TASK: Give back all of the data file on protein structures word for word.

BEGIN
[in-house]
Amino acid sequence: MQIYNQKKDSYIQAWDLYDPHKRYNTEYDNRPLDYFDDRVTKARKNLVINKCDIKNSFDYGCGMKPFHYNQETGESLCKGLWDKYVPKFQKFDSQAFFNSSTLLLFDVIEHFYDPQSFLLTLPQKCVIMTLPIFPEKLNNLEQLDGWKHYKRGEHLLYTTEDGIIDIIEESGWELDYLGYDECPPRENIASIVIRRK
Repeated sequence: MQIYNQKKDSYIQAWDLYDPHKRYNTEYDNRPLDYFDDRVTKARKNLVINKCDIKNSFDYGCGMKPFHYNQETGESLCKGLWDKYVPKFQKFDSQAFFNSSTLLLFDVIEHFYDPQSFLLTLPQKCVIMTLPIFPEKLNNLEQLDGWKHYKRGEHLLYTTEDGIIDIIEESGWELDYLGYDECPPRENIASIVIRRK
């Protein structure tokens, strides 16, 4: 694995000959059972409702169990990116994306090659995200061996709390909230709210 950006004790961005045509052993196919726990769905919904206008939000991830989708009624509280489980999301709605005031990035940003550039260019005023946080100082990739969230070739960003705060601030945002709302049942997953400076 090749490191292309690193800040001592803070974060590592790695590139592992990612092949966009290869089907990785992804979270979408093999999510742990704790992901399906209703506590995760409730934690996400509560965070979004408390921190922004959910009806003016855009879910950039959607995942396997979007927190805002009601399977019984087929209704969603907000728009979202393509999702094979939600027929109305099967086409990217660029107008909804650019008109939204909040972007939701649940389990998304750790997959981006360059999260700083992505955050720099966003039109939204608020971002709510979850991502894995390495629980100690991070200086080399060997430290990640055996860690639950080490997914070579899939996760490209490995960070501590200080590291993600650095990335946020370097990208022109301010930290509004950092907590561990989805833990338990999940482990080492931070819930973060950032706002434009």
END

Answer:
[in-house]
Amino acid sequence: MQIYNQKKDSYIQAWDLYDPHKRYNTEYDNRPLDYFDDRVTKARKNLVINKCDIKNSFDYGCGMKPFHYNQETGESLCKGLWDKYVPKFQKFDSQAFFNSSTLLLFDVIEHFYDPQSFLLTLPQKCVIMTLPIFPEKLNNLEQLDGWKHYKRGEHLLYTTEDGIIDIIEESGWELDYLGYDECPPRENIASIVIRRK
Repeated sequence: MQIYNQKKDSYIQAWDLYDPHKRYNTEYDNRPLDYFDDRVTKARKNLVINKCDIKNSFDYGCGMKPFHYNQETGESLCKGLWDKYVPKFQKFDSQAFFNSSTLLLFDVIEHFYDPQSFLLTLPQKCVIMTLPIFPEKLNNLEQLDGWKHYKRGEHLLYTTEDGIIDIIEESGWELDYLGYDECPPRENIASIVIRRK
């Protein structure tokens, strides 16, 4: 694995000959059972409702169990990116994306090659995200061996709390909230709210 950006004790961005045509052993196919726990769905919904206008939000991830989708009624509280489980999301709605005031990035940003550039260019005023946080100082990739969230070739960003705060601030945002709302049942997953400076 090749490191292309690193800040001592803070974060590592790695590139592992990612092949966009290869089907990785992804979270979408093999999510742990704790992901399906209703506590995760409730934690996400509560965070979004408390921190922004959910009806003016855009879910950039959607995942396997979007927190805002009601399977019984087929209704969603907000728009979202393509999702094979939600027929109305099967086409990217660029107008909804650019008109939204909040972007939701649940389990998304750790997959981006360059999260700083992505955050720099966003039109939204608020971002709510979850991502894995390495629980100690991070200086080399060997430290990640055996860690639950080490997914070579899939996760490209490995960070501590200080590291993600650095990335946020370097990208022109301010930290509004950092907590561990989805833990338990999940482990080492931070819930973060950032706002434009």